The tagline for the 2010 movie Salt, upon its initial release to theaters this past summer, was “Who is Salt?” While the short answer to that question is a character played by Angelina Jolie in this spy thriller, it may be better to say that by the end of the film you won’t particularly care.
Directed by Phillip Noyce, the movie stars Jolie as Evelyn Salt, a CIA agent who gets accused of being a secret Russian sleeper who will eventually be tasked with destroying the United States and replacement for the real Evelyn Salt. The issue with the film certainly isn’t that it’s kind of preposterous, although it is (whether or not governments ever planned such things, it’s all still rather silly). No, the issue is that the twists and turns are rather boring, the betrayals and backstabbings rather obvious, the action sequences merely decent, and the overarching plot pretty weak.
Salt is, in short, one of those films that features a good cast and has some nice ideas, but just never really bothers to go anywhere interesting. The actors do their level best with the roles that they’re given, but they’re not given all that much.
Appearing alongside Jolie are Liev Schreiber and Chiwetel Ejiofor, and there’s even a brief appearance by Andre Braugher (blink and you’ll miss him… don’t blink and you’ll wonder why Andre Braugher is there). Schreiber is Ted Winter, Salt’s boss at the Agency and her defender once Ejiofor’s Peabody – who works in counterintelligence – starts seriously considering that Salt is a traitor. Ejiofor has the best role in the film as he’s the only one who seems in any way willing to logically consider what is taking place and why. Jolie, as we’ve seen in some of her other work, can certainly be an action star, but the script never offers her the opportunity to do anything besides the action. In fact, the only way that the film seems to be able to give us any sort of internal thought for Salt is by throwing in a few flashbacks here and there. Unfortunately for the film and the audience, they never really provide her with a character that is interesting or fully developed. Perhaps the tag asks us “who is Salt” because no one, including the filmmakers, really know.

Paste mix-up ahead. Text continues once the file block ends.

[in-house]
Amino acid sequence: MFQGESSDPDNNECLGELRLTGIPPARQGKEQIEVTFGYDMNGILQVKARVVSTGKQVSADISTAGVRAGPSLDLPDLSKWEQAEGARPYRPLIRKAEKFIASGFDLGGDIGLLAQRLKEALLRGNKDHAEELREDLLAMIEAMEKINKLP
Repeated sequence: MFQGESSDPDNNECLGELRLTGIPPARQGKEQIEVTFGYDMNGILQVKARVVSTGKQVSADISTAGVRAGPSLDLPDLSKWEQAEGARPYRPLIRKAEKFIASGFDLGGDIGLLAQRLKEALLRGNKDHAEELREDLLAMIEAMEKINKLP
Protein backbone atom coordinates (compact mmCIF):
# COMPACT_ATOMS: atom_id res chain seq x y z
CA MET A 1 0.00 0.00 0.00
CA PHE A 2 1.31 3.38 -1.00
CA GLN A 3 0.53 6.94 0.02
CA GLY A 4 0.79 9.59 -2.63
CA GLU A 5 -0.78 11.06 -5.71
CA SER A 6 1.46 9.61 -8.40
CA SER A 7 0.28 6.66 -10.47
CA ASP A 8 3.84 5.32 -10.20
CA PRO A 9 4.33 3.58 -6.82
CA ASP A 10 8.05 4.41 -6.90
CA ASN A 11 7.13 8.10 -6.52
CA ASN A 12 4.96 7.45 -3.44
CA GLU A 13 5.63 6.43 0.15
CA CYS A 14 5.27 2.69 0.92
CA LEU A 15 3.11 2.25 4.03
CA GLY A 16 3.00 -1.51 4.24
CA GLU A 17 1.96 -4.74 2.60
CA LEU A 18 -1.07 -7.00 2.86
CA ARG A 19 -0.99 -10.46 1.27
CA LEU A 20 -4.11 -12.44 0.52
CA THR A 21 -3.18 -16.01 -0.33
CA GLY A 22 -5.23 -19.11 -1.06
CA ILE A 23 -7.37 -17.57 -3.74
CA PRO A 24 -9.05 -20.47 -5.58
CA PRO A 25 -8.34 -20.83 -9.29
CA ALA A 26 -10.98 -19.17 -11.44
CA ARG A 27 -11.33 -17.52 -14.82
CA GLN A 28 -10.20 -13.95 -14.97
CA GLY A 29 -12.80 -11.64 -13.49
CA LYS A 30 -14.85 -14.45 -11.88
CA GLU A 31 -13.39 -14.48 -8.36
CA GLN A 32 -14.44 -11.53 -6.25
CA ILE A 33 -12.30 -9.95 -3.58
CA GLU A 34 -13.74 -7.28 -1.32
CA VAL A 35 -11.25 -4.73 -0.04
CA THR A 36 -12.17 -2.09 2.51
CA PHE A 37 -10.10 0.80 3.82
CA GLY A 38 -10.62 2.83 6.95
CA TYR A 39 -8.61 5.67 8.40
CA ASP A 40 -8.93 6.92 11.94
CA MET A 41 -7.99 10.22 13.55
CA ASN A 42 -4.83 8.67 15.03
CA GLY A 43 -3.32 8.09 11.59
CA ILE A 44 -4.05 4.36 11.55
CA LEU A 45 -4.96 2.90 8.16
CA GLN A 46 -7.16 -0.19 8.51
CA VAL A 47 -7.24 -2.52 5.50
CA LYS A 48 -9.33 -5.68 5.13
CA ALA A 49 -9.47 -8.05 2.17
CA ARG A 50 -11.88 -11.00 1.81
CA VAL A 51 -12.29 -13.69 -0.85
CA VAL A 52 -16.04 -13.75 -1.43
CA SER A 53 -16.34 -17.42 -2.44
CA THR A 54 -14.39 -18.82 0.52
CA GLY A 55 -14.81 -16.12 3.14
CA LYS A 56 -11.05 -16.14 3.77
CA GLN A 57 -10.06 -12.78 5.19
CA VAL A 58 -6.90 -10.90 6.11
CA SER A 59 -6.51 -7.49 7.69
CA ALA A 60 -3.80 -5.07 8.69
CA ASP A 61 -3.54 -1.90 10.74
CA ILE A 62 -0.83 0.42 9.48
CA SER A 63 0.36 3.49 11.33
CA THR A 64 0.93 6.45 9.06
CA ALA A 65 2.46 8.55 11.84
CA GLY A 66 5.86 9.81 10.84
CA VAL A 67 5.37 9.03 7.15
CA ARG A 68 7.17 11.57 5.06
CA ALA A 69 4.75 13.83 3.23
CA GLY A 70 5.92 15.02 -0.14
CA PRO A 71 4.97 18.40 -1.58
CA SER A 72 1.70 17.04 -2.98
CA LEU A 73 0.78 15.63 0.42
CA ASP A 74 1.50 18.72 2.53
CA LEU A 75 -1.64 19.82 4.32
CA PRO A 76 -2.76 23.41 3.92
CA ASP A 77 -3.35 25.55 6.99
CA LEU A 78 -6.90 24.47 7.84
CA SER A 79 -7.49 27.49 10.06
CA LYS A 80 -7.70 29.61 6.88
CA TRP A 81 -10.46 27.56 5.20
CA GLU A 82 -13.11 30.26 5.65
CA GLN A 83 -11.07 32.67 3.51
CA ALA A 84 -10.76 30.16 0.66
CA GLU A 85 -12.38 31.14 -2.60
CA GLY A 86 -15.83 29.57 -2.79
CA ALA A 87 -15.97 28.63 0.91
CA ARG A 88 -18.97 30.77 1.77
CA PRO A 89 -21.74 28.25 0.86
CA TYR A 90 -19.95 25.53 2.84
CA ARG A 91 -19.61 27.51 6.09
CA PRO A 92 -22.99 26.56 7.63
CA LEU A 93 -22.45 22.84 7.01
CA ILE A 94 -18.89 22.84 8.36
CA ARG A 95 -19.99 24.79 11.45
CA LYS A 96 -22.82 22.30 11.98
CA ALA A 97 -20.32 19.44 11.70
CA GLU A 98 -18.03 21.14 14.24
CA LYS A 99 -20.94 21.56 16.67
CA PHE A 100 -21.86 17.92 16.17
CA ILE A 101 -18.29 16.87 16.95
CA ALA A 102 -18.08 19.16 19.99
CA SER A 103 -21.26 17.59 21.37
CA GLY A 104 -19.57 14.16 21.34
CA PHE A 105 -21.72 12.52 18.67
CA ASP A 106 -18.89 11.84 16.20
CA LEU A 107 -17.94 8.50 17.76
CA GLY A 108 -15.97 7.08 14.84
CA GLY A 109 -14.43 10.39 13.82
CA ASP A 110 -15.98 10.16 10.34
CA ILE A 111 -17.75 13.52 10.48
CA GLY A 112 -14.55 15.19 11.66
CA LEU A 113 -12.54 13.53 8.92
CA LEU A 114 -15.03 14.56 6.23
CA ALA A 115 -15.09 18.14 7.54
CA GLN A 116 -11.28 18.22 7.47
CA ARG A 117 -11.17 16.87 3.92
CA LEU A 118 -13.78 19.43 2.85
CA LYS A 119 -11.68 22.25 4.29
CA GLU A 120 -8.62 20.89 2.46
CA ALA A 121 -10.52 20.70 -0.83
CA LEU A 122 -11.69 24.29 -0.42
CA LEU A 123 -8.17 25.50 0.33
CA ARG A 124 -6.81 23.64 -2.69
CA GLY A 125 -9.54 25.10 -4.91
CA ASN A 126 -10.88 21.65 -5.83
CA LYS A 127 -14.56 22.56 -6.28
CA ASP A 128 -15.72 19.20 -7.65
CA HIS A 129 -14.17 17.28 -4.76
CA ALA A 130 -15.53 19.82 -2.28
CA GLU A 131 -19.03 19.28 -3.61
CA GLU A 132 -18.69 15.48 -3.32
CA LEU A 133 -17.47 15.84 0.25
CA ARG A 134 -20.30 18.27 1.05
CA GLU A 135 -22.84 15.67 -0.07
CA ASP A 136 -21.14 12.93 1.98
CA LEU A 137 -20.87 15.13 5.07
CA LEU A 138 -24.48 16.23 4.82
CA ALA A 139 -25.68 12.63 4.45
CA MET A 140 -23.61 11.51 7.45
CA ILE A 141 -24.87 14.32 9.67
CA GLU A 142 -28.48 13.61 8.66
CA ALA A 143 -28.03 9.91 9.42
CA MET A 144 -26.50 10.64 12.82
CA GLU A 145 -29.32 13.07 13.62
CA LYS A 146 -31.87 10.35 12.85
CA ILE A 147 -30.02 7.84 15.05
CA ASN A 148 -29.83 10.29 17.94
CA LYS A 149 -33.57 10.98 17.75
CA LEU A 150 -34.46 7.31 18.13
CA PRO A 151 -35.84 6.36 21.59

The film is not all bad however, there are certainly some solid (but not outstanding) action sequences, including a car chase that features Salt jumping from truck to truck and a fight at a funeral in St. Bart’s in New York City. That is just not enough though to recommend the film, particularly when it promises to be so much more.
There are certainly stories that can be told about the new political realities in Russia following the fall of the Soviet Union and how those realities affect the United States. In fact, we’ve seen movies like that on more than one occasion already; we’ve been seeing movies which examine that basic question for more than a decade. The sub-genre is by no means closed forever, but any movie which attempts to add itself to the canon at this point really ought to have some sort of strong point of view and plot behind it – and the only thing that seems to differentiate Salt is that there’s a female action character in the lead which is not enough.